Skeezy Scammers Part Two – Multi-Level Marketing

So you’re browsing through the job sites, innocently trying to figure out how you’re going to afford food for your 5 cats when you come across something that looks rather interesting. It appears to be some sort of marketing firm: “Marketing associate needed ASAP!! Contact today!!!” You fancy yourself a bit of  a creative person. And marketing seems like it could be a great way to make money, just figuring out what people want to buy and how to sell it.

The company offers to train you and claims that you need no prior experience. Great! Finally a place that understands you can’t get your foot in the door without a little initial help.

You start to get a little skeptical, though. You read my last post about scams and the job listing seems sort of vague. They say you make great money and you don’t have to call anyone. There’s something mentioned about selling directly to the consumer, but isn’t that what you always do to sell stuff?

You check out their website, just be sure. A smart cookie like yourself doesn’t want to get caught up in the midst of a money sucking scam.

Our mission at Bullshit Marketing is to create a greater awareness for our clients by using a cutting edge promotional marketing method to bring their products or services directly to the community.

Ok, ok. That sounds…good I think.

We strive to reach goals not only for our company, but our clients, customers and staff as well.

To create a stronger presence in our community for the clients we represent, to go above and beyond the norm and have a level of success that far exceeds our competition.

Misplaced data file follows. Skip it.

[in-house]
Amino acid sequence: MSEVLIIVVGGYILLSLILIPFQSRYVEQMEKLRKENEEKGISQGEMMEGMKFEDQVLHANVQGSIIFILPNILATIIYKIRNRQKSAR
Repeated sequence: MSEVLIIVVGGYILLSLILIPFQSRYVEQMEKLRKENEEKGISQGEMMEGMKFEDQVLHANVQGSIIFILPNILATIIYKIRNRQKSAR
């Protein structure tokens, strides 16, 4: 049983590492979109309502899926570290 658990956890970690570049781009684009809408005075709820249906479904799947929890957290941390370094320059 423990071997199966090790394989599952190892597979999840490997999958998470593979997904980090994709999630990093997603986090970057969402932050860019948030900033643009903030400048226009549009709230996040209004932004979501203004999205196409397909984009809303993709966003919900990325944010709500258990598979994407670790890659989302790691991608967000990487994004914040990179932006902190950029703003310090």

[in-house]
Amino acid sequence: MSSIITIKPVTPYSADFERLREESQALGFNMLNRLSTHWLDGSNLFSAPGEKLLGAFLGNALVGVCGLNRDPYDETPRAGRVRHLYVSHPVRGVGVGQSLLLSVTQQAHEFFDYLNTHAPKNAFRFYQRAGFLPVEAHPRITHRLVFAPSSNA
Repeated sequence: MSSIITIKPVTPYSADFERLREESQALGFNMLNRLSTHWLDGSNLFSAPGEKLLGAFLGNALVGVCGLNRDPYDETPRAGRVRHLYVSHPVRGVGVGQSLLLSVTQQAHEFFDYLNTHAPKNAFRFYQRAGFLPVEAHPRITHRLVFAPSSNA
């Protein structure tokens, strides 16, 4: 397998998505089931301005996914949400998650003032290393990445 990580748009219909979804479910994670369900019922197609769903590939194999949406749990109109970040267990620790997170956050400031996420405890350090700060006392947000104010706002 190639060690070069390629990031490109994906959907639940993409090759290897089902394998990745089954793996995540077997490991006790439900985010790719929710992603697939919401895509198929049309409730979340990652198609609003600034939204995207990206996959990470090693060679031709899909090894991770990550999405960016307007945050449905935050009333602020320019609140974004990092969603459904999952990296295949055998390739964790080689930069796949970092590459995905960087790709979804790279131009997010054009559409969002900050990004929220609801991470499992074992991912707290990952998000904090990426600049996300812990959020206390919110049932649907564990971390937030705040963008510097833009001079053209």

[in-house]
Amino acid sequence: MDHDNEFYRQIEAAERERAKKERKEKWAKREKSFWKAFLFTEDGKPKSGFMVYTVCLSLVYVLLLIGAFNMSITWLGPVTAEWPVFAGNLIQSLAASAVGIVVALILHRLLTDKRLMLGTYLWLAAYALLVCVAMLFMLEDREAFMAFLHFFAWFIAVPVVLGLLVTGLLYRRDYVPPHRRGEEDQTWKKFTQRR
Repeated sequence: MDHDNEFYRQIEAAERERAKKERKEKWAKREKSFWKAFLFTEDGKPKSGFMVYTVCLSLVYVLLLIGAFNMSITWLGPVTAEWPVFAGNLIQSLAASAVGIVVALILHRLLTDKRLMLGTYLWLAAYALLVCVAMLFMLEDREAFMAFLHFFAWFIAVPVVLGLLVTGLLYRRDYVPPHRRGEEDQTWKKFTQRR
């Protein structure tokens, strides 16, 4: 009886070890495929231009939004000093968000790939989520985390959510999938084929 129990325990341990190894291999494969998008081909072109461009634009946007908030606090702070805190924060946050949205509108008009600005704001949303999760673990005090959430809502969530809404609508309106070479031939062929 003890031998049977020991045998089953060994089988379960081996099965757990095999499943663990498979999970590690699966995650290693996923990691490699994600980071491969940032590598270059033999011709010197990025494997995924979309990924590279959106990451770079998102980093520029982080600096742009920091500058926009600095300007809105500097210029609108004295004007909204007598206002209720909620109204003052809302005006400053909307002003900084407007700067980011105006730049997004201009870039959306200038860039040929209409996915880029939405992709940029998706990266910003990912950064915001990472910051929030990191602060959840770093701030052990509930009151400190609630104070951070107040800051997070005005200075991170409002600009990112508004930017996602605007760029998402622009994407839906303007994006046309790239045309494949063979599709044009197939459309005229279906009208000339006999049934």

Well…that’s literally what every other company tries to do…

Bullshit Marketing is a marketing company and our goal is to provide Client Acquisition services for a wide range of satellite and communications clients. We create a synergy between our various clients and retailers that give both the opportunity to touch different people that they may not normally reach.

So you read that last bit about 6 times. And it starts to sound a lot like you’re selling television and satellite television packages to people. That doesn’t actually sound like marketing…that sounds like sales. The annoying type of sales. But they say you don’t have to call!

The rest of the website just repeats the above phrases over and over in different variations. You sort of know what they are trying to do, but things aren’t clear exactly.

This is because it is a multi-level marketing company. This type of company is really no better than regular old telemarketers. But instead of calling you and bothering you at home, they come up to you in major stores. The particular business that I am referring to is local and sells satellite television packages. Or tries to anyways. But there are several different types all selling different things.

What happens:

You contact them about the job opening and in the next 24 to 48 hours they will call you. And email you. And call about 3 more times. Their tactic here is a bit similar to the internet scams. They want you to think that this is a once in a life time opportunity. “Call us back NOW! We have very limited job openings and want YOU to be on our team. Please call HR to set up an interview.” These people use high-pressure tactics to sell, as well as to hire employees. The idea is that if you think that you have to act now or you’ll never get the chance to work in NYC at a multimillion dollar marketing firm and live in a penthouse, you’ll immediately contact them. Truth is, they probably have unlimited job openings. Any sucker they can get to work for them is good enough.